TOKYO (AP) — The father of Sunisa Lee says he and his family are thrilled that the 18-year-old captured the women’s gymnastics all-around gold medal at the Tokyo Olympics.
The triumph Thursday delighted not only the Lees, but all of Minnesota, carrying special resonance in the state’s large and close-knit Hmong-American community.
“Sunisa being in the Olympics and winning the gold, I think people will maybe understand who the Hmongs are,” John Lee told The Associated Press in an interview from St. Paul.
The extended Lee family and friends had a large crowd for their watch party. There was dead silence as she performed her routines. But when Rebeca Andrade of Brazil stepped out of bounds twice during her floor routine, they knew that Sunisa Lee would bring home gold.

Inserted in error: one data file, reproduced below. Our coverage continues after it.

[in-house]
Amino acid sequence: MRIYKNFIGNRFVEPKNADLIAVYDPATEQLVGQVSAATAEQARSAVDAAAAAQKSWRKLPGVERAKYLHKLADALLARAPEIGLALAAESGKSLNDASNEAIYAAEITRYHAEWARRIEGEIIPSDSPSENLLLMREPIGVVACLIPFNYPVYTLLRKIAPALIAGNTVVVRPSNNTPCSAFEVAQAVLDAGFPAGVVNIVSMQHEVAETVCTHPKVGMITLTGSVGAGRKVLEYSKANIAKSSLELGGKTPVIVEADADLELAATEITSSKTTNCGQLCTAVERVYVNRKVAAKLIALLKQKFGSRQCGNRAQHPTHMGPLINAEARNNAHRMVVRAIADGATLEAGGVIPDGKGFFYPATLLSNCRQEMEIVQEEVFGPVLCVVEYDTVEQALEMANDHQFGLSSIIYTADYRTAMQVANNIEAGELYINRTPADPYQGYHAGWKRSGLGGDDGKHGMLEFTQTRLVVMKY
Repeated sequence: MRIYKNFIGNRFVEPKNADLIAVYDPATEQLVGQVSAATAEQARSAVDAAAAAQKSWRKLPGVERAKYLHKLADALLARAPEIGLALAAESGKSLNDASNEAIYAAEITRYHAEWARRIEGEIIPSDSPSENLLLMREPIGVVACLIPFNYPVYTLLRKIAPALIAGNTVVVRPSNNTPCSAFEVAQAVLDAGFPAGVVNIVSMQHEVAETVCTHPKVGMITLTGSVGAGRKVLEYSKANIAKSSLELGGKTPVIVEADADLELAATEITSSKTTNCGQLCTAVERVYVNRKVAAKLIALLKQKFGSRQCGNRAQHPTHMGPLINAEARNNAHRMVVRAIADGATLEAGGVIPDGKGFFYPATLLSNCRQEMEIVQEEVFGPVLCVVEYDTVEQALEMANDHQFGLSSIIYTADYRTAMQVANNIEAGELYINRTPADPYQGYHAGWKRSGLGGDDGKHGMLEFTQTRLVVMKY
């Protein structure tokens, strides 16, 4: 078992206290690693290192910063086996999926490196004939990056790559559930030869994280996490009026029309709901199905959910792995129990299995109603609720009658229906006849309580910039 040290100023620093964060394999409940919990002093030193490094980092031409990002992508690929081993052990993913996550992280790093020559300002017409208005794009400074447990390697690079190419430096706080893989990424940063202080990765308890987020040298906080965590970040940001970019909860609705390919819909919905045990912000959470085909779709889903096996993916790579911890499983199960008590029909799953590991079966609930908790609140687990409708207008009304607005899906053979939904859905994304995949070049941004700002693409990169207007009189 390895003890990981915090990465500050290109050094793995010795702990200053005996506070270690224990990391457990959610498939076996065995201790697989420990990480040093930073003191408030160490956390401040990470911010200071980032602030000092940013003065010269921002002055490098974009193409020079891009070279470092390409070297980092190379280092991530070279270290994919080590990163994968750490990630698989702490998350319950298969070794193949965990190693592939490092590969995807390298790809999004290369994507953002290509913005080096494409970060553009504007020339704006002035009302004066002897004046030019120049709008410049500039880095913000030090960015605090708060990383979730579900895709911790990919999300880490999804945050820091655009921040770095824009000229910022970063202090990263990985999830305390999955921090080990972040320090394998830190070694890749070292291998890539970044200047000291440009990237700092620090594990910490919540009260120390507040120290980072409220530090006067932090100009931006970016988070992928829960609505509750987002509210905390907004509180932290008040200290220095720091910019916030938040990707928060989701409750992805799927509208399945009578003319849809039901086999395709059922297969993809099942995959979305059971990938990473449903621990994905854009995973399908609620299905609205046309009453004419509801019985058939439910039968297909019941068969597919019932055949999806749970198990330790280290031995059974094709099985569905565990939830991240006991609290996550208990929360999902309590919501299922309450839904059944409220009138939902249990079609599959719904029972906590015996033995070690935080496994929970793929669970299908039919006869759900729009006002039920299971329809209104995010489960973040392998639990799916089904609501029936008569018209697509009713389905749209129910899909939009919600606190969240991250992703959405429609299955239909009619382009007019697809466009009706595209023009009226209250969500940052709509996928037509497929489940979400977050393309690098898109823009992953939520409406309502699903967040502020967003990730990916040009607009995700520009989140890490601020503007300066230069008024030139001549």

“Everybody was so nervous. And when we got to that last event, it was neck-to-neck going to that last event, and when she pulled it off, my mind, just, ‘Oh my God, is this really, is this real?'” John Lee said.
The Minneapolis-St. Paul area is home to one of the largest Hmong populations in the U.S. Many Hmong, who fought for the U.S. in Laos during the Vietnam War, fled afterward to refugee camps in Thailand and eventually resettled in Minnesota, Wisconsin and California.
Lee’s victory sparked an outpouring of Hmong pride across the community, and hopes of greater recognition. Many saw it as an “Only in America” story.
“We never expected gold, but she came through. She did it,” John Lee said.